Obama chief economist defends 'Cadillac tax'

President Obama’s chief economist delivered a strong defense of the “Cadillac tax" on health plans Tuesday morning, just hours before Congress is expected to unveil a budget deal that would again delay the measure.  

“It's really important to us that we don't see that measure repealed, and we will work hard to prevent that from happening,” Jason FurmanJason FurmanThe Hill's Morning Report - Biden asks Congress to expand largest relief response in U.S. history Progressives offer mixed messages on key Biden economic aide Former Treasury secretaries from both parties call for immediate COVID-19 relief deal MORE, chairman of the Council of Economic Advisers, said at a Politico Morning Money event.


The Cadillac tax, which imposes a 40 percent fee on health benefits above a certain threshold, is among several ObamaCare provisions that could be put on hold as part of the soon-to-be-released tax extenders package.

Those tax breaks have been negotiated alongside the $1.1 trillion government spending bill, which is expected to be released later Tuesday morning.  

The Obama administration has repeatedly said it wants to keep in place the Cadillac tax — as well as the medical device tax and the health insurance tax — but has come short of issuing a veto threat on the package. 

Democrats, led by House Minority Leader Nancy Pelosi (D-Calif.) and Senate Minority Leader Harry ReidHarry Mason ReidSchumer becomes new Senate majority leader Biden faces tall order in uniting polarized nation Senators vet Mayorkas to take lead at DHS MORE (D-Nev.), have been quietly negotiating a two-year moratorium of the provision since September, The Hill reported last month.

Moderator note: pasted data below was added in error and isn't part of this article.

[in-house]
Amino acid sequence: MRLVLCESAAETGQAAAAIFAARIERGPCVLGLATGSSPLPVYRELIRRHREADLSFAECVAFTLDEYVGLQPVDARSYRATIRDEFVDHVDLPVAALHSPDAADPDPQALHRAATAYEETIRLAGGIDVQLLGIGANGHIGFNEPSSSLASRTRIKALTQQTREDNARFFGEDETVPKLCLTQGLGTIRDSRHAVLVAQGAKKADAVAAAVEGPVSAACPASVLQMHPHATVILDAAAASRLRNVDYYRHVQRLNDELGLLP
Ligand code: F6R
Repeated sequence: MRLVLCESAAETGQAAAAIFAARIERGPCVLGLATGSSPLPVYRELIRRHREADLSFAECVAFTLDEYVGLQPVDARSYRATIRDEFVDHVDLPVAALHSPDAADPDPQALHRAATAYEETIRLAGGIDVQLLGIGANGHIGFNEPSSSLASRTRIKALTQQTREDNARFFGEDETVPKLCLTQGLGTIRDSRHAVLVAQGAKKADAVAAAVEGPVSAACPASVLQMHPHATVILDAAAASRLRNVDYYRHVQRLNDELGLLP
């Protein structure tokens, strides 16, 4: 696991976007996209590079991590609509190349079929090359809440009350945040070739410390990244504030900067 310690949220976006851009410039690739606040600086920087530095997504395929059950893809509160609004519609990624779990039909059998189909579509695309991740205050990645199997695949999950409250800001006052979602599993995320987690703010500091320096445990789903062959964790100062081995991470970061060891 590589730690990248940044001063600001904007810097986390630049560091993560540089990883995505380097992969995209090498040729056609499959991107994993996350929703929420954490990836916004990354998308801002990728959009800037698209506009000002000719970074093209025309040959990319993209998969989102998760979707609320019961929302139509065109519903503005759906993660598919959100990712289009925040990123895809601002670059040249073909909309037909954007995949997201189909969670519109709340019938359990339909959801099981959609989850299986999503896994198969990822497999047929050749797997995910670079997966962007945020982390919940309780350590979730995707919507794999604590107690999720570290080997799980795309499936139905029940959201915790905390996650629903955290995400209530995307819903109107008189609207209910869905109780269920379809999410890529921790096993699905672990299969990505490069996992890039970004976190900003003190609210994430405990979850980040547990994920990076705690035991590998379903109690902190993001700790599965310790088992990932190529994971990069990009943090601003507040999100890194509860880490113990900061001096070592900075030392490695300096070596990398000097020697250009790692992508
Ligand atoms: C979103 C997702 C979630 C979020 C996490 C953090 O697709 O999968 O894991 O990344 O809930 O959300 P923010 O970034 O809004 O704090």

“I can't tell you any, 'This provision we'd accept, this provision we wouldn't,' because it'll come together as a whole, and we'll be evaluating it as a whole,” Furman said.

The Cadillac tax has been one of the most controversial pieces of the healthcare law’s rollout, with labor unions and business groups particularly fearful that they will have to trim benefits to avoid the tax. Both leading Democratic presidential candidates, former Secretary of State Hillary ClintonHillary Diane Rodham ClintonBiden must wait weekend for State Department pick Texas Supreme Court rejects Alex Jones request to toss lawsuits from Sandy Hook parents Paris Agreement: Biden's chance to restore international standing MORE and Sen. Bernie SandersBernie SandersSunday shows preview: All eyes on Biden administration to tackle coronavirus The Hill's 12:30 Report: Next steps in the Trump impeachment Sanders selling sweatshirts with his famous inauguration pose for charity MORE (I-Vt.), have said they would roll back the tax.

But economists, particularly within the White House, have argued that the tax has a larger role than simply collecting revenue for the healthcare law. They argue it puts pressure on healthcare consumers to limit unnecessary spending. As a result, it ultimately keeps prices low.  

“We certainly think that is an important health policy. It's about giving business and health insurance companies and individuals an incentive to figure out how to slow the health costs, that raises wages,” Furman said.